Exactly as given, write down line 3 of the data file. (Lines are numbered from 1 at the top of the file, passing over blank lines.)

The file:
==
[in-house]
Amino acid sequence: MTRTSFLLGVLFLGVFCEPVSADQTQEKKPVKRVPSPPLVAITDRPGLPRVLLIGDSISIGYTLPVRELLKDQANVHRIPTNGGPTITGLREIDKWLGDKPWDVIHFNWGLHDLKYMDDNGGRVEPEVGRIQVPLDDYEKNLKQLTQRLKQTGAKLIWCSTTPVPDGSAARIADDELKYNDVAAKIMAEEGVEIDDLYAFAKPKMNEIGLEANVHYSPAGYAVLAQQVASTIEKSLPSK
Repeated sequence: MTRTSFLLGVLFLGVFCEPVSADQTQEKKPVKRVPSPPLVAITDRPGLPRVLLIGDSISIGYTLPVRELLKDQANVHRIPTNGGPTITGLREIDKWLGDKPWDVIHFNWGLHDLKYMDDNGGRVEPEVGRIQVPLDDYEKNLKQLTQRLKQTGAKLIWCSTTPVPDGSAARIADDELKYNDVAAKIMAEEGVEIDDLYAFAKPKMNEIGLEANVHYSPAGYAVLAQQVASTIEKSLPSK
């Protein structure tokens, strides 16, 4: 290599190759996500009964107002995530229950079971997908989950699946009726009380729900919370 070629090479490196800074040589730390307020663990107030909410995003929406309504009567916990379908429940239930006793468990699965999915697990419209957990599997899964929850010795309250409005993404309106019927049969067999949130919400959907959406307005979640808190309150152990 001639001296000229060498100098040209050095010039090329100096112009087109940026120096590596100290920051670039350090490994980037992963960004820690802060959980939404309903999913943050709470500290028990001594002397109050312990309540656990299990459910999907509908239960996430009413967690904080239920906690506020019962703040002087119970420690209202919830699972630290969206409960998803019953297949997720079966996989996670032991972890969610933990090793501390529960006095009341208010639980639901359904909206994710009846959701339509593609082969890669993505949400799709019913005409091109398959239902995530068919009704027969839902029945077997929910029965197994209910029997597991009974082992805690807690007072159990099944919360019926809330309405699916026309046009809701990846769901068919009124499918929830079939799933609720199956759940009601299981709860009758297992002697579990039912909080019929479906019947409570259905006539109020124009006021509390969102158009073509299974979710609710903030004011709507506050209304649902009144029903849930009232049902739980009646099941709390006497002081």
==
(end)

Repeated sequence: MTRTSFLLGVLFLGVFCEPVSADQTQEKKPVKRVPSPPLVAITDRPGLPRVLLIGDSISIGYTLPVRELLKDQANVHRIPTNGGPTITGLREIDKWLGDKPWDVIHFNWGLHDLKYMDDNGGRVEPEVGRIQVPLDDYEKNLKQLTQRLKQTGAKLIWCSTTPVPDGSAARIADDELKYNDVAAKIMAEEGVEIDDLYAFAKPKMNEIGLEANVHYSPAGYAVLAQQVASTIEKSLPSK